Funding opportunity

Funding opportunity: Building responsible neurotechnology research capability

Apply for funding to develop a research network for neurotechnology.

You must be:

  • based in the UK
  • eligible for EPSRC funding.

Your network is expected to:

  • help form new interdisciplinary research communities
  • promote responsible research and address ethical issues in neurotechnology
  • set a research agenda and fund small feasibility studies.

The full economic cost of the networks can be up to £7.5 million. EPSRC and MRC will fund 80% of the full economic cost, up to £6 million.

Your network can include up to five investigators:

  • the principal investigator
  • up to four co-investigators.

Update, 4 October 2021:

  • clarified that investigators can be from medical or clinical backgrounds
  • added guidance on the full economic costing for feasibility studies
  • added webinar recording and attached ‘topics covered in webinar’ document to ‘additional info’.

Who can apply

Standard EPSRC eligibility rules apply.

Research grants are open to:

  • UK higher education institutions
  • research council institutes
  • UKRI-approved independent research organisations
  • public sector research establishments
  • NHS bodies with research capacity.

Check if your organisation is eligible for funding.

You can apply if you are resident in the UK and meet at least one of the eligibility criteria below:

  • are employed at the submitting research organisation at a level equivalent to lecturer or above
  • hold a fixed-term contract that extends beyond the duration of the proposed project, and the host research organisation is prepared to give you all the support normal for a permanent employee
  • hold an EPSRC, Royal Society or Royal Academy of Engineering fellowship aimed at later career stages
  • hold fellowships under other schemes (please contact EPSRC to check eligibility, which is considered on a case-by-case basis).

Holders of postdoctoral level fellowships are not eligible to apply for an EPSRC grant.

If you are currently restricted under the repeatedly unsuccessful applicants policy, you may submit unlimited outlines but you will only be able to submit one full proposal (as principal investigator or co-investigator) during the 12-month restricted period.

Submissions to this opportunity will count towards the EPSRC repeatedly unsuccessful applicants policy.

There can be up to five investigators:

  • the principal investigator
  • up to four co-investigators.

Investigators can come from any background suitable for the proposal, for example, medical and clinical backgrounds, as well as engineering and physical sciences backgrounds.

The eligibility for investigators is the same as for other proposals to EPSRC.

Find out more about eligibility of investigators for EPSRC funding.

What we're looking for

EPSRC, in partnership with MRC, invites proposals for Network Plus grants that build capability for responsible research across the breadth of neuro-technologies.

EPSRC and MRC are looking for a balanced portfolio of networks which will lead to new collaborations, aiming to form new interdisciplinary research communities, involving a group with a range of expertise and experience, and demonstrating the added value EPSRC and MRC funding would bring in this area.

Network scope

The research focus of the networks will be supported by EPSRC and MRC and will draw significantly on:

  • engineering
  • physical sciences
  • information and communications technologies
  • mathematical sciences.

We are particularly encouraging activities which target health needs.

The networks will lead to new collaborations, excellent research proposals and inform ideas for future research themes. They will provide a foundation for addressing ethical questions and addressing future research within the framework of responsible innovation.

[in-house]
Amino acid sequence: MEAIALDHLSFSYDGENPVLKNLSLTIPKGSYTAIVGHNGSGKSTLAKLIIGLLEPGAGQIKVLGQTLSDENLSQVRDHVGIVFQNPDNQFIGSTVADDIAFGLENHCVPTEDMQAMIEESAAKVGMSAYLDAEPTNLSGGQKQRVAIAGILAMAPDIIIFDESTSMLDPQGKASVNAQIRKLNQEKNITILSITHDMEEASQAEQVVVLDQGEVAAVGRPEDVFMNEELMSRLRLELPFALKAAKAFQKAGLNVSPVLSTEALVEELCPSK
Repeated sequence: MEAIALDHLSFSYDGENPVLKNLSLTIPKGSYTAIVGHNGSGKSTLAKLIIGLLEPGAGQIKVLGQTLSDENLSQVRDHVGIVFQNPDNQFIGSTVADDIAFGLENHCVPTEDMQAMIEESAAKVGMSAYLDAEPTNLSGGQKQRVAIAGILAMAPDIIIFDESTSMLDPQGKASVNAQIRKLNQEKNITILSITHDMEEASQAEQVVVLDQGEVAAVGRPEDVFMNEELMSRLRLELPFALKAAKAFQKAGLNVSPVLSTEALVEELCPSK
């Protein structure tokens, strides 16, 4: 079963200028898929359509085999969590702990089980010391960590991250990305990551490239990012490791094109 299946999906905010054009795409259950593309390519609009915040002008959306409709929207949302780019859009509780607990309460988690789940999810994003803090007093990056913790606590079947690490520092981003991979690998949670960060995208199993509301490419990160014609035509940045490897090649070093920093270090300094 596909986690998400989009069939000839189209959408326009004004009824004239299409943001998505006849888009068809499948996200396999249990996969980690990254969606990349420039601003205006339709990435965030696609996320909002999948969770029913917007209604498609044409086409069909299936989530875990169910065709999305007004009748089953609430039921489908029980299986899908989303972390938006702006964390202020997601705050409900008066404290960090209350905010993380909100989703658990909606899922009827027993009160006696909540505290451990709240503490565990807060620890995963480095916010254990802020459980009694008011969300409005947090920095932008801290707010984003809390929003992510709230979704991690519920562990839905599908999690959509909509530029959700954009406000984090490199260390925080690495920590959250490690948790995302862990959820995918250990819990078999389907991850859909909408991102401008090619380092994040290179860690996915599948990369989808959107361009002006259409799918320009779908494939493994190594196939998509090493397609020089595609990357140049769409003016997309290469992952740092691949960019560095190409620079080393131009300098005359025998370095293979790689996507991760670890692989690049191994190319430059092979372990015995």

Applicants should also consider public, patient involvement and engagement and how this may be integrated into the network. For more information, see the EPSRC impact and translation toolkit.

To be successful, there needs to be a clear vision, understanding of the wider context, and demonstration of the added value arising from the network. It would also be helpful to set the research focus in an international context.

Networks will be expected to set a collaborative research agenda and fund small scale proof of concept studies and other relevant activities flexibly over the lifetime of the grant in line with their central vision.

We expect the funded networks to be collaborative and not competitive, that is, they should work together where appropriate (for example, joint events). The networks should cover a range of approaches and aspects of neuro-technologies. We would welcome plans to address the potential for UK-wide activities across the breadth of neuro-technologies.

Network members

Proposals may include up to five investigators (one principal investigator and up to four co-investigators) and this core group should reflect the people setting up and leading the network. We appreciate there will be a wider group who advise on or participate in the network.

The role of the network is to nurture research ideas between its members and to facilitate the transfer of knowledge to a broader community. Networks are encouraged to work with a range of project partners and collaborators.

The networks should aim to bring together interdisciplinary experts with leading capabilities in underpinning research areas to explore significant research opportunities that enable the full potential of neurotechnology. This includes experts in areas such as:

  • medical imaging
  • bioelectronic medicines
  • brain-computer interfaces
  • materials sciences
  • modelling
  • manufacturing
  • engineering
  • machine interfacing
  • neural prosthetics
  • bioethics
  • clinical sciences
  • fundamental research.

Neurotechnologies are also expected to raise new ethical questions and the networks will build research communities that can address these questions.

Project partners

A project partner is an organisation with an integral role in the proposed network. Project partners cannot receive funding from the grant. A letter of support is required from each project partner to outline their contribution. There are no restrictions regarding other collaborating organisations.

Funding available